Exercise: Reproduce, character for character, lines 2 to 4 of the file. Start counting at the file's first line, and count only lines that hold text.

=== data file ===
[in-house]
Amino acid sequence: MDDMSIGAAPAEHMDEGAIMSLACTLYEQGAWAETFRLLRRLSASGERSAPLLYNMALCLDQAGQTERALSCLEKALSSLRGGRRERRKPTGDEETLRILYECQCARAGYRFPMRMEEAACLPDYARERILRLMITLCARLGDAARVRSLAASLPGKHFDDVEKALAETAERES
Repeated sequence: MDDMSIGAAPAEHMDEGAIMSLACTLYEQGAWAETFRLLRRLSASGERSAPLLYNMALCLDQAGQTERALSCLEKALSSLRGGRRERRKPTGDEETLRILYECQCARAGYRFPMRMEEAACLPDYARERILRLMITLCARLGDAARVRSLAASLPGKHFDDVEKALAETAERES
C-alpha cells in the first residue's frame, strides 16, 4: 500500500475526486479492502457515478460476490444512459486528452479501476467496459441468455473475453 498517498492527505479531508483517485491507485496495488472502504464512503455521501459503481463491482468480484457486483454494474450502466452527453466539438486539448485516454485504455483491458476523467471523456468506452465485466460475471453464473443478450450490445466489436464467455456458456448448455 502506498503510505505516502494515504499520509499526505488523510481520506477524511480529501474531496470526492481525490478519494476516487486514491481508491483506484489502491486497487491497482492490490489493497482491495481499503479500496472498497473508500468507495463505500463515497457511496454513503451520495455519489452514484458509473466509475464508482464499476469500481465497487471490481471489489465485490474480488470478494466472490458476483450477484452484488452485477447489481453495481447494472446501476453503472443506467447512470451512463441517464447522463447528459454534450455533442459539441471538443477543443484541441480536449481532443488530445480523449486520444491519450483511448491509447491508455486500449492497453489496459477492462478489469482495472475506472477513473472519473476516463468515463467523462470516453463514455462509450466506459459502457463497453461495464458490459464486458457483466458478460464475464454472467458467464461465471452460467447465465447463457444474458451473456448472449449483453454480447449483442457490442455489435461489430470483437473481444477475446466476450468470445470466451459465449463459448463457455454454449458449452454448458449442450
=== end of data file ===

Amino acid sequence: MDDMSIGAAPAEHMDEGAIMSLACTLYEQGAWAETFRLLRRLSASGERSAPLLYNMALCLDQAGQTERALSCLEKALSSLRGGRRERRKPTGDEETLRILYECQCARAGYRFPMRMEEAACLPDYARERILRLMITLCARLGDAARVRSLAASLPGKHFDDVEKALAETAERES
Repeated sequence: MDDMSIGAAPAEHMDEGAIMSLACTLYEQGAWAETFRLLRRLSASGERSAPLLYNMALCLDQAGQTERALSCLEKALSSLRGGRRERRKPTGDEETLRILYECQCARAGYRFPMRMEEAACLPDYARERILRLMITLCARLGDAARVRSLAASLPGKHFDDVEKALAETAERES
C-alpha cells in the first residue's frame, strides 16, 4: 500500500475526486479492502457515478460476490444512459486528452479501476467496459441468455473475453 498517498492527505479531508483517485491507485496495488472502504464512503455521501459503481463491482468480484457486483454494474450502466452527453466539438486539448485516454485504455483491458476523467471523456468506452465485466460475471453464473443478450450490445466489436464467455456458456448448455 502506498503510505505516502494515504499520509499526505488523510481520506477524511480529501474531496470526492481525490478519494476516487486514491481508491483506484489502491486497487491497482492490490489493497482491495481499503479500496472498497473508500468507495463505500463515497457511496454513503451520495455519489452514484458509473466509475464508482464499476469500481465497487471490481471489489465485490474480488470478494466472490458476483450477484452484488452485477447489481453495481447494472446501476453503472443506467447512470451512463441517464447522463447528459454534450455533442459539441471538443477543443484541441480536449481532443488530445480523449486520444491519450483511448491509447491508455486500449492497453489496459477492462478489469482495472475506472477513473472519473476516463468515463467523462470516453463514455462509450466506459459502457463497453461495464458490459464486458457483466458478460464475464454472467458467464461465471452460467447465465447463457444474458451473456448472449449483453454480447449483442457490442455489435461489430470483437473481444477475446466476450468470445470466451459465449463459448463457455454454449458449452454448458449442450